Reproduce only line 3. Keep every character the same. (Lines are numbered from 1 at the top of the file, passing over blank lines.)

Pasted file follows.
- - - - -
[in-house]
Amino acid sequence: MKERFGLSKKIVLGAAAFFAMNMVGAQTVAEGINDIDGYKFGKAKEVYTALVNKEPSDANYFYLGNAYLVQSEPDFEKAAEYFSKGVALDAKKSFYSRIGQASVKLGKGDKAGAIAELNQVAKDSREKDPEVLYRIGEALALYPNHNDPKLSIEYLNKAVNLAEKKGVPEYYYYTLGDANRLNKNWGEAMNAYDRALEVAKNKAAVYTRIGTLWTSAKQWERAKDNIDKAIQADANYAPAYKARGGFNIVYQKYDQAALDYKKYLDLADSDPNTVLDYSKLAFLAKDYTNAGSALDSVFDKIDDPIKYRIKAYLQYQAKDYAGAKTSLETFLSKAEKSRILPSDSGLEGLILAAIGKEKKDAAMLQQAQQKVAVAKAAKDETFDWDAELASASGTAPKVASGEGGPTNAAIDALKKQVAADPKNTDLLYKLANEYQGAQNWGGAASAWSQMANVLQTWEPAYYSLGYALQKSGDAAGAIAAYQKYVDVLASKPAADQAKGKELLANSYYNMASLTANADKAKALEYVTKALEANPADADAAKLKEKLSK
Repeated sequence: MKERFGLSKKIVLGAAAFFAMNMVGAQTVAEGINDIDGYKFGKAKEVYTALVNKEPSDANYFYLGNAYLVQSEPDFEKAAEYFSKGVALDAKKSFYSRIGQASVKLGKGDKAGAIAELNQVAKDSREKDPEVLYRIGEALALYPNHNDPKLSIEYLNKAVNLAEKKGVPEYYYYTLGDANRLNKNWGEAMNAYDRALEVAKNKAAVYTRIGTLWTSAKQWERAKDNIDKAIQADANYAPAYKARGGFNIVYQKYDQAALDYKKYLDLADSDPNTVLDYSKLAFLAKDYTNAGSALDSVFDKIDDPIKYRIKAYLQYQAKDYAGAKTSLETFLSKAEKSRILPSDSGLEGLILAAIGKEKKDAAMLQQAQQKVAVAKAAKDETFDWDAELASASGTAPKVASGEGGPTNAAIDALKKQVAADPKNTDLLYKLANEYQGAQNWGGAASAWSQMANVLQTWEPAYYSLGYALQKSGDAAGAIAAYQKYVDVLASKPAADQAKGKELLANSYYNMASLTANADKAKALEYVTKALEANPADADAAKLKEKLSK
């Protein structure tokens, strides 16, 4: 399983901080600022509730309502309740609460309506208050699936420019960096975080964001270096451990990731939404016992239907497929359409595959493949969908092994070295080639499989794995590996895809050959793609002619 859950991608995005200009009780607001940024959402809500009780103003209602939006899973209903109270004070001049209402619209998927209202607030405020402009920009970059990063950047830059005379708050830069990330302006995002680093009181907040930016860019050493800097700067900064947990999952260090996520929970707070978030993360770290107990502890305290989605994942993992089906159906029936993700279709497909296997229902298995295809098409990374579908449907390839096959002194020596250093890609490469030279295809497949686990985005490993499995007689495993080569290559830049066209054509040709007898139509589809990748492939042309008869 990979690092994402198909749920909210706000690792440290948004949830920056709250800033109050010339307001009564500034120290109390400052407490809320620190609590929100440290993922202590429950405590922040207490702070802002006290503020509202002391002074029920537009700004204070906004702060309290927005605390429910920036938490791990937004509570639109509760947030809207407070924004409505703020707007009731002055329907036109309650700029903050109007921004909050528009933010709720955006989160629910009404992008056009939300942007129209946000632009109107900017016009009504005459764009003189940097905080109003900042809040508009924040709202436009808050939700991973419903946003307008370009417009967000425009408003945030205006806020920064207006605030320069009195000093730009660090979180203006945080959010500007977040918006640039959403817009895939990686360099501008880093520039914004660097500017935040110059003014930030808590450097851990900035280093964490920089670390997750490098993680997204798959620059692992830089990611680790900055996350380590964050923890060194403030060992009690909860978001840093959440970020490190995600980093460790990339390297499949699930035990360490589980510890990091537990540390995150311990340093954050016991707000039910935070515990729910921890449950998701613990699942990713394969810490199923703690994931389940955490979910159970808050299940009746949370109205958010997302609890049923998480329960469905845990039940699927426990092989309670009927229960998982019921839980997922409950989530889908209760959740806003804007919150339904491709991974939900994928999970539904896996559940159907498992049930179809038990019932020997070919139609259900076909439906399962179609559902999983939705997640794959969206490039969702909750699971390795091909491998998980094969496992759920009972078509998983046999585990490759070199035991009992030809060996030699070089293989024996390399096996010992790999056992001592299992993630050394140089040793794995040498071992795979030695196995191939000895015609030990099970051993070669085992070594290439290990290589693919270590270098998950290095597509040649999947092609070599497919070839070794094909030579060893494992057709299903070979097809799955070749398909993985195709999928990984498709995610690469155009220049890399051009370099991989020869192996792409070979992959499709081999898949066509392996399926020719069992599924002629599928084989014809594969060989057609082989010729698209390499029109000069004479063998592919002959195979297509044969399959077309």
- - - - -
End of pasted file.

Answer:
Repeated sequence: MKERFGLSKKIVLGAAAFFAMNMVGAQTVAEGINDIDGYKFGKAKEVYTALVNKEPSDANYFYLGNAYLVQSEPDFEKAAEYFSKGVALDAKKSFYSRIGQASVKLGKGDKAGAIAELNQVAKDSREKDPEVLYRIGEALALYPNHNDPKLSIEYLNKAVNLAEKKGVPEYYYYTLGDANRLNKNWGEAMNAYDRALEVAKNKAAVYTRIGTLWTSAKQWERAKDNIDKAIQADANYAPAYKARGGFNIVYQKYDQAALDYKKYLDLADSDPNTVLDYSKLAFLAKDYTNAGSALDSVFDKIDDPIKYRIKAYLQYQAKDYAGAKTSLETFLSKAEKSRILPSDSGLEGLILAAIGKEKKDAAMLQQAQQKVAVAKAAKDETFDWDAELASASGTAPKVASGEGGPTNAAIDALKKQVAADPKNTDLLYKLANEYQGAQNWGGAASAWSQMANVLQTWEPAYYSLGYALQKSGDAAGAIAAYQKYVDVLASKPAADQAKGKELLANSYYNMASLTANADKAKALEYVTKALEANPADADAAKLKEKLSK